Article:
women.js-whiteboard

3 Steps to Build a Diverse and Inclusive Workplace

women.js co-chairs, Amanda Small and Jeannie Ly.
women.js co-chairs, Amanda Small and Jeannie Ly.

When I joined Jibestream, the tech company I work for today, some great foundational work had been done by women.js, their special interest group, to increase the presence of women within the organization and to inspire gender equality in tech. I was excited to expand on their work by helping to make Jibestream a welcoming environment for women in a traditionally male-dominated field.

I quickly realized that there were three important areas that required some attention and would help us in achieving our goals. So we took three relatively small but extremely important steps that any small business can take to help set the stage for building a more diverse and inclusive workplace:

  1. Create a parental leave policy
  2. Remove biased language from job postings
  3. Change recruitment and interview practices

The Parental/Maternity Leave Policy

I started by creating a “Parental Leave Policy”.  While it may sound daunting, it’s actually a very simple first step to workplace equality for any business. It was important to our team that we created something that would support, guide, and create transparency regarding parental and maternity leave in our company. It’s every employee’s right to take leave when starting or growing their family.

Our primary goal with formalizing a parental leave policy was to create transparency around employee’s options, to show that parental leave wasn’t something our organization was  avoiding and most importantly, to show that we support our team in taking leave to take care of their family.

Here is an overview of our path to parental leave in three easy steps:

  1. Established a timeline for researching, drafting and rolling out the policy.
  2. Do some research and build out your policy. We used The Expecting Playbook developed by Anna MacKenzie and Ella Goravelov as a guide for our parental policy. This helped us create visibility and support for families at our organization.  
  3. Once complete, ensure that employees know where to access policy guidelines, what to do, what to expect from employers, what employers can expect from them, and that employees on leave are still part of the team (even while away). This creates trust between the company and employees currently on leave, women currently working here, and women who are applying to work here.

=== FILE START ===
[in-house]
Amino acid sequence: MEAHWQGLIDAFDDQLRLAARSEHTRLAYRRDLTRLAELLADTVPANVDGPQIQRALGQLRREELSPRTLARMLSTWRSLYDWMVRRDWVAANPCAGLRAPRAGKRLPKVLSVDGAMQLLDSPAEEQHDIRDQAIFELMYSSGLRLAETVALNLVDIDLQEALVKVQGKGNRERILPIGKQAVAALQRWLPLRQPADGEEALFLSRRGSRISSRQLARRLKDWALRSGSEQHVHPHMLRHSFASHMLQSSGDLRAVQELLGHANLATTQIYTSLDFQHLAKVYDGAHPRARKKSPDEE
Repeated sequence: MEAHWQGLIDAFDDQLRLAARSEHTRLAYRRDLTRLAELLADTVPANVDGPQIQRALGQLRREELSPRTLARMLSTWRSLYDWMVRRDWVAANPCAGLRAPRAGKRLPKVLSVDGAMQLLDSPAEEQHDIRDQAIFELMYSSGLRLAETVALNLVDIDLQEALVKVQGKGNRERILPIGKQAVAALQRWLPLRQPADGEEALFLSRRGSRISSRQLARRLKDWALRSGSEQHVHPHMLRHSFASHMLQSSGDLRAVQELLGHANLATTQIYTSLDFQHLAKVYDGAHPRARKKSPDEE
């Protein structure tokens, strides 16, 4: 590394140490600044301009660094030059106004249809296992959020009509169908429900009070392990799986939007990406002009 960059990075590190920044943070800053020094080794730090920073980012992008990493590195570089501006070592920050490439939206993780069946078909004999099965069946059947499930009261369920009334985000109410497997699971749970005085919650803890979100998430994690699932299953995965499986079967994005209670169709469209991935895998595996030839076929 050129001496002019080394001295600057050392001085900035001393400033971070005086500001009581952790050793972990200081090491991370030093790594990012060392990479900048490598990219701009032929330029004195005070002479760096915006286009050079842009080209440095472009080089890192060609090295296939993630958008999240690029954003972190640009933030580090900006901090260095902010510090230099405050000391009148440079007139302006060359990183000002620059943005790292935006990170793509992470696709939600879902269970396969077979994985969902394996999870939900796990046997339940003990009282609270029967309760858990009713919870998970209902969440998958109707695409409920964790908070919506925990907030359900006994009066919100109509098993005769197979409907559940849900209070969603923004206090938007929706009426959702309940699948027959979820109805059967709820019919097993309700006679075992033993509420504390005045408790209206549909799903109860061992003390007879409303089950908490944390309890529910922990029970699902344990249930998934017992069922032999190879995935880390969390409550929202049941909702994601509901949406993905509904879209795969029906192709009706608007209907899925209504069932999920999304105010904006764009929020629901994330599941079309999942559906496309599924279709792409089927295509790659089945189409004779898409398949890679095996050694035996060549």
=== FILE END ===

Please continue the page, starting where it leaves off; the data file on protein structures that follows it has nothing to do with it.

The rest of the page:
Reexamining Our Job Descriptions

It’s easy for gendered and biased language to sneak into job descriptions. Luckily, there are easy steps you can take to make sure you’re being inclusive from the start. After bringing recruitment efforts in-house, we began with a simple exercise of writing down what skills were actually required in a role. This helped us to remove anything that wasn’t truly necessary to get the job done effectively. I spent time with each team to clarify what would be considered ideal candidate skills and characteristics.

We then assessed whether placing an emphasis on academic backgrounds was really necessary compared to the value of real skills. Before doing this, I met with and asked our current team of developers with non-academic backgrounds what it would take for them to apply for a role at our company. I also did a lot of personal external outreach to women in development on LinkedIn to find out more about them, their expectations, and experiences.

We also recognised that many women look for workplaces that recognise family obligations and saw the importance of having transparency with parental policy in job descriptions and on our careers webpage. Our company is vocal about the support we are able to provide women with families or who plan to have families. Showing that we are upfront, open, and willing to have conversations about it has also helped.

Changing our Interviewing & Recruiting Procedures

From the small things, like having another woman in the interview room if the interviewee identifies as a woman, to checking one’s own confirmation biases along the recruitment journey, there are plenty of simple steps that help us in our journey of achieving women.js’ diversity and inclusion goals.

On the recruiting level, here are some ideas for removing bias before and during interviews:

  1. Remove names from resumes
  2. Remove educational institutions from resumes
  3. Offer questions in advance where it makes sense
  4. Ask yourself along the way – what assumptions are you making?
  5. Ask all candidates the same technical, behavioural, and soft skills questions, whilst being mindful of differences in gender biases when judging the responses
  6. Tell your interviewee about the team and how they interact and work together

Overall, I’ve had to recognise that it’s a slow burn and that sweeping organisational changes take time. We’re continuing to try different things and experiment by setting milestones and adjusting our expectations around employee retention while creating policies to support women and families. I’ve been looking at national engineering statistics to guide our long term goals and milestones to ensure that our activities are measurable and meaningful.

I think it’s important for all of us to take part in the journey and public discourse to increase the visibility of women in technology by connecting with other women in tech. Get out there and talk to other women in organisations your size or a little bit bigger, and see what actions they are taking. If we collaborate, communicate, and work together to solve these problems, I believe we can have a positive impact in our workplaces and across our industries.

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